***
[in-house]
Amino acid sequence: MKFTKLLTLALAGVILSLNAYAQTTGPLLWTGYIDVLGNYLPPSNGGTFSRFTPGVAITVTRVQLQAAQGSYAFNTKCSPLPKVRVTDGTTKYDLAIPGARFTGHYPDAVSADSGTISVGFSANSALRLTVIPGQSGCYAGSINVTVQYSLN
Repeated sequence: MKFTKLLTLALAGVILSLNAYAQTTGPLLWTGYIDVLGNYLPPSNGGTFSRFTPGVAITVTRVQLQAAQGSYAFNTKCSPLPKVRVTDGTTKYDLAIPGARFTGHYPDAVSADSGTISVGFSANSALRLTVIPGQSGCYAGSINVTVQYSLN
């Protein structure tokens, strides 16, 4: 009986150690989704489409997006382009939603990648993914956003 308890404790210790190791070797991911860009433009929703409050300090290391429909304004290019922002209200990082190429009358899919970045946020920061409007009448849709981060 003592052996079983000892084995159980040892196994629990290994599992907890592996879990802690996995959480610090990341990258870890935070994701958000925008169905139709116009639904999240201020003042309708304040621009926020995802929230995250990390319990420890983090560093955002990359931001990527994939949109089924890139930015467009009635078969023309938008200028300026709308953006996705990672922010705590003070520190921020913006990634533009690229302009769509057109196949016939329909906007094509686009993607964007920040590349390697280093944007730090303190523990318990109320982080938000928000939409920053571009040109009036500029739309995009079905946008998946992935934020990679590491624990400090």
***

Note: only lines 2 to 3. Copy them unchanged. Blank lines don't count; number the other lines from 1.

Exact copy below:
Amino acid sequence: MKFTKLLTLALAGVILSLNAYAQTTGPLLWTGYIDVLGNYLPPSNGGTFSRFTPGVAITVTRVQLQAAQGSYAFNTKCSPLPKVRVTDGTTKYDLAIPGARFTGHYPDAVSADSGTISVGFSANSALRLTVIPGQSGCYAGSINVTVQYSLN
Repeated sequence: MKFTKLLTLALAGVILSLNAYAQTTGPLLWTGYIDVLGNYLPPSNGGTFSRFTPGVAITVTRVQLQAAQGSYAFNTKCSPLPKVRVTDGTTKYDLAIPGARFTGHYPDAVSADSGTISVGFSANSALRLTVIPGQSGCYAGSINVTVQYSLN